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September 1980

New Use for an Old Clamp

Author Affiliations

Worcester, Mass

Arch Surg. 1980;115(9):1136-1137. doi:10.1001/archsurg.1980.01380090100027

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To the Editor.—Most partial occlusion vascular clamps used for end-to-side infrarenal aortic anastomoses will not reliably control bleeding unless the base, or heel, of the clamp is directed cephalad. This clamp position requires the handle of the clamp to protrude from the upper end of the wound. An assistant must retract the superior end of the incision, and steady the handle of the clamp. Furthermore, the handle of the clamp interferes with the suturing at the cephalad end of the anastomosis.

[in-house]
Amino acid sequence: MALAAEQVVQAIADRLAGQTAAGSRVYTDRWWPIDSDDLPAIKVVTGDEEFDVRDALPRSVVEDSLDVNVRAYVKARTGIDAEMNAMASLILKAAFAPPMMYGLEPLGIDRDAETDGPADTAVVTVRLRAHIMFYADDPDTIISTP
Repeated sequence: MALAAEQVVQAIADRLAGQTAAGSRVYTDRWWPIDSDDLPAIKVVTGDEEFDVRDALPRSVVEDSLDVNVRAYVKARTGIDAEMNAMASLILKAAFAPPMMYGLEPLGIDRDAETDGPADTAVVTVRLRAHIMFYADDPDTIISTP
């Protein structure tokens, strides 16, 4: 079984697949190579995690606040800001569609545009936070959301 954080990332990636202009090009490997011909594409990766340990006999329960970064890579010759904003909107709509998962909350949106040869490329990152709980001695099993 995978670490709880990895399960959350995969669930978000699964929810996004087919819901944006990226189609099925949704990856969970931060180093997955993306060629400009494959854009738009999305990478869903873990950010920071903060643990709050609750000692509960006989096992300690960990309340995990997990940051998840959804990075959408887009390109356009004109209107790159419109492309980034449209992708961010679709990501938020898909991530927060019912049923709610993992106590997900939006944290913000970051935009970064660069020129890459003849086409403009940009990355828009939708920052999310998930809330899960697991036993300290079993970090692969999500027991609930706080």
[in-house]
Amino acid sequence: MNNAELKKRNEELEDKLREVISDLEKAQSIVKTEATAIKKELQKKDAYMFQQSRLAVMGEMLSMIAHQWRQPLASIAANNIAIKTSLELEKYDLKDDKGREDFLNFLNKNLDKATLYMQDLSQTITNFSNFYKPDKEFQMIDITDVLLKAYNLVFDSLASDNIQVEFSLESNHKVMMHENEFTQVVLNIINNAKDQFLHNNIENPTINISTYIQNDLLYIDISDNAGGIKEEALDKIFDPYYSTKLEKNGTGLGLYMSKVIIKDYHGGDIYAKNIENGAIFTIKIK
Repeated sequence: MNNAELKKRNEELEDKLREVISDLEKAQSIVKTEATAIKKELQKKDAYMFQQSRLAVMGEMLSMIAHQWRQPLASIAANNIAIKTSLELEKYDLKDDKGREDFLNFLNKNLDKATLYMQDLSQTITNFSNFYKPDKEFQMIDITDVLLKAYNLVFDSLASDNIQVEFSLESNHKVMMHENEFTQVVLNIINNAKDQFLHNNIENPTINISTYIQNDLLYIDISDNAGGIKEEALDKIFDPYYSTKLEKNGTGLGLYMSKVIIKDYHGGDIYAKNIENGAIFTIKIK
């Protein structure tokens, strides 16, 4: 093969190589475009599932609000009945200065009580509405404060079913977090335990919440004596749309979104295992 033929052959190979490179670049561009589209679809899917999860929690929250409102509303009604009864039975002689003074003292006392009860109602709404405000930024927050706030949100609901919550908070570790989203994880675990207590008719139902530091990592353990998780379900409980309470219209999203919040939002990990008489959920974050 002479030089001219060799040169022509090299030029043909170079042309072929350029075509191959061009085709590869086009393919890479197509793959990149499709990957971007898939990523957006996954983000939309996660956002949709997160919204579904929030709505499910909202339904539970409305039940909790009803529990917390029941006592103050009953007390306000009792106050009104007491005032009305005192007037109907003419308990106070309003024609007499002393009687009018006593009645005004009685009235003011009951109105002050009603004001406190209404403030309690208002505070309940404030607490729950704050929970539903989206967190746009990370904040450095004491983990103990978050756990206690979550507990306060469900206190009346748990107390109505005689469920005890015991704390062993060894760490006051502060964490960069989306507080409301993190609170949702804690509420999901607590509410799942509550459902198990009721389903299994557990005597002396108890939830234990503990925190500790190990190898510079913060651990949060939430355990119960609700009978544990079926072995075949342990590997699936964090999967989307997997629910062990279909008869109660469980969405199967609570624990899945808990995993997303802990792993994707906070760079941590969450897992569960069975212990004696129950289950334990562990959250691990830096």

We have found that the Ochsner partial occlusion aortic clamp (Codman Shurtleff Co, Randolph, Mass), which was designed for proximal aortocoronary anastomoses, is ideally suited for end-to-side aortofemoral grafting (Figure). The jaws are sufficiently heavy, so that no blood loss occurs even with the heel of the clamp directed caudad. The depth of the jaws is adequate to permit an oblique end-to-side anastomosis with even the largest aortic

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